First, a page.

At the moment, there are currently head coaches who have been at the same program for at least the last 10 consecutive years — Rice’s David Bailiff (2007), Air Force’s Troy Calhoun (2007), Michigan State’s Mark Dantonio (2007), Iowa’s Kirk Ferentz (1999), Northwestern’s Pat Fitzgerald (2006), Oklahoma State’s Mike Gundy (2005), Navy’s Ken Niumatalolo (2007), TCU’s Gary Patterson (2000), Alabama’s Nick Saban (2007), Ohio’s Frank Solich (2005), Middle Tennessee State’s Rick Stockstill (2006) and Utah’s Kyle Whittingham (2005).  Of the Power Five coaches in that group, the oldest, as well as most successful, is Saban, who’ll turn 66 in late October this year.

Saban is in the midst of what will be a Hall of Fame career that stretches back 45 years, the past 27 as a head coach.  Given his age and the ever-growing demands of the profession, it’s natural to wonder how long until the winner of five national championships hangs up his coaching whistle.

As for that particular subject, the coach himself doesn’t seem to even want to think about a future that doesn’t include him on the sidelines.

In the full article from Aaron Suttles of the Tuscaloosa News, Saban expounded on his coaching future and the “r” word.

“I don’t think that anybody can not have those thoughts,” the coach told the News. “But my thought is that I want to do it as long as I feel like I can do it. I really enjoy being around the players. I really enjoy trying to create value for them and their future whether it’s their personal development, seeing them graduate, seeing them develop as football players and have opportunities in life.”

Saban and Stoops and Stoops’ family — there’s a great story HERE about Saban and one of Stoops’ uncles in a Youngstown bar that was robbed — have been friends for more than four decades. Could Stoops’ abrupt decision to step away from the game have an impact on Saban, who earlier this signed off on a contract extension through the 2024 season? That’s unlikely as it seems that Saban has at least a few more good years left in him.

Then again, before Wednesday, most would’ve said the same for the 56-year-old Stoops.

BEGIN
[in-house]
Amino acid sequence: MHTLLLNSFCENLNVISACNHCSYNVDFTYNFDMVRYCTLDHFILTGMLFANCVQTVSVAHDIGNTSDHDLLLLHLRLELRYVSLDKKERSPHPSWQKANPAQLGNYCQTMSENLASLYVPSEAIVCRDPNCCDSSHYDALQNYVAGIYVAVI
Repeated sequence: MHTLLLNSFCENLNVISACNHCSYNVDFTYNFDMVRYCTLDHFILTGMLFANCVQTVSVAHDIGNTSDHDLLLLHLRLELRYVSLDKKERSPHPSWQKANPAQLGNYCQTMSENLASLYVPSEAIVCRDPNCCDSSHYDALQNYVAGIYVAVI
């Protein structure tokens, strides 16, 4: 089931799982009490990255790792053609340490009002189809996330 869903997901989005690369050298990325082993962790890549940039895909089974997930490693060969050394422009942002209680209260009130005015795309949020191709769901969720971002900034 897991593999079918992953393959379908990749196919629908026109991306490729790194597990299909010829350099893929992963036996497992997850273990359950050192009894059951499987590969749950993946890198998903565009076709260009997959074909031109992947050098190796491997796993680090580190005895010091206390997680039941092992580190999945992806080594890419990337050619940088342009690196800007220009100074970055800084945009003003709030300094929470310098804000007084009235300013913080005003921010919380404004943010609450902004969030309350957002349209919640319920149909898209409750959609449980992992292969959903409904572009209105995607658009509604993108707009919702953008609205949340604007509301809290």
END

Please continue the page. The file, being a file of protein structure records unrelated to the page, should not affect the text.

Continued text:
Marshall lands Oklahoma State WR transfer Obi Obialo

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Nearly a month after leaving Stillwater, Obi Obialo has headed east to continue his collegiate playing career.

On his personal Twitter account Tuesday evening, Obialo announced that he has decided to enroll at Marshall and play his college football for the Thundering Herd.  That football program, for what it’s worth, has not confirmed the wide receiver’s addition to the roster.

As Obialo was a walk-on at OSU, he’ll be immediately eligible in 2017.

Coming out of his junior season in high school in 2014, Obialo, a three-star prospect out of Texas, held offers from Iowa and San Diego State, and was getting looks from Baylor as well. However, a serious leg injury midway through his senior season in 2015 led to those offers disappearing even as he committed to the Aztecs in December of that year. Obialo opted to become a preferred walk-on with the Cowboys in February of 2016.

As a true freshman, he caught two passes for 11 yards. Despite a touchdown catch in this year’s spring game, the 6-3, 200-pound Obialo was facing an uphill climb making gains on one of the deepest receiving corps in the conference.

VIDEO: Oklahoma State QB Mason Rudolph makes another jet ski trick-pass video

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Oklahoma State quarterback Mason Rudolph really seems to enjoy heading out to the lake at the start of summer and producing trick-pass videos.

The strong-armed signal-caller already produced one such video last year around this time but has apparently upped his game this time around for an impressive sequel. Posted to social media this week, Rudolph is the one launching the pass deep to a receiver who catches the ball while leaping off a jet ski.

Perhaps even cooler is that Rudolph gets his brother Logan, a recent Clemson signee no less, involved in the stunt as well.

The Cowboys have already kicked off a Heisman campaign for the quarterback but this might just be the kind of thing that gets buzz building even more for one of the Big 12’s best players. Rudolph threw for over 4,000 yards and 28 touchdowns last season and sports one of the best receiving corps in the country heading into 2017.